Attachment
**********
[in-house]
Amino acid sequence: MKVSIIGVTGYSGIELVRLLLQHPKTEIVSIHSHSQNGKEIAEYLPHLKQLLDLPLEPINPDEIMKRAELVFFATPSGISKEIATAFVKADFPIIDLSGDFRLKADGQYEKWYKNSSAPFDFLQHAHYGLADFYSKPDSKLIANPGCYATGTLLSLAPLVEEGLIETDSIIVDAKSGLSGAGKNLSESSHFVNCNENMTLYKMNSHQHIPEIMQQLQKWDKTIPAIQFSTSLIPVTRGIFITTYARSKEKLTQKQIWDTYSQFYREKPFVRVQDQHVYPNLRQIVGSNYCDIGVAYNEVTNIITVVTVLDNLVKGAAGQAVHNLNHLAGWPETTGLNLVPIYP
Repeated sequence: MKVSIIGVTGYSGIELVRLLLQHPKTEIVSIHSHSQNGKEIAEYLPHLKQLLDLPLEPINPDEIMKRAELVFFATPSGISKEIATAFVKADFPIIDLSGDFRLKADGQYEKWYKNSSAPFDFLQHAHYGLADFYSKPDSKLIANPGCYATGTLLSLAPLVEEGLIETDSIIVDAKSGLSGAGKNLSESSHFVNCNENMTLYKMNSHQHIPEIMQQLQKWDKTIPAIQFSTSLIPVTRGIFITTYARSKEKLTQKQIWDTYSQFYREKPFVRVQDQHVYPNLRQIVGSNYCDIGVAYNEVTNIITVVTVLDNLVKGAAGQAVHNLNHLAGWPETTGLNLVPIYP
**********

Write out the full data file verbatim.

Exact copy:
[in-house]
Amino acid sequence: MKVSIIGVTGYSGIELVRLLLQHPKTEIVSIHSHSQNGKEIAEYLPHLKQLLDLPLEPINPDEIMKRAELVFFATPSGISKEIATAFVKADFPIIDLSGDFRLKADGQYEKWYKNSSAPFDFLQHAHYGLADFYSKPDSKLIANPGCYATGTLLSLAPLVEEGLIETDSIIVDAKSGLSGAGKNLSESSHFVNCNENMTLYKMNSHQHIPEIMQQLQKWDKTIPAIQFSTSLIPVTRGIFITTYARSKEKLTQKQIWDTYSQFYREKPFVRVQDQHVYPNLRQIVGSNYCDIGVAYNEVTNIITVVTVLDNLVKGAAGQAVHNLNHLAGWPETTGLNLVPIYP
Repeated sequence: MKVSIIGVTGYSGIELVRLLLQHPKTEIVSIHSHSQNGKEIAEYLPHLKQLLDLPLEPINPDEIMKRAELVFFATPSGISKEIATAFVKADFPIIDLSGDFRLKADGQYEKWYKNSSAPFDFLQHAHYGLADFYSKPDSKLIANPGCYATGTLLSLAPLVEEGLIETDSIIVDAKSGLSGAGKNLSESSHFVNCNENMTLYKMNSHQHIPEIMQQLQKWDKTIPAIQFSTSLIPVTRGIFITTYARSKEKLTQKQIWDTYSQFYREKPFVRVQDQHVYPNLRQIVGSNYCDIGVAYNEVTNIITVVTVLDNLVKGAAGQAVHNLNHLAGWPETTGLNLVPIYP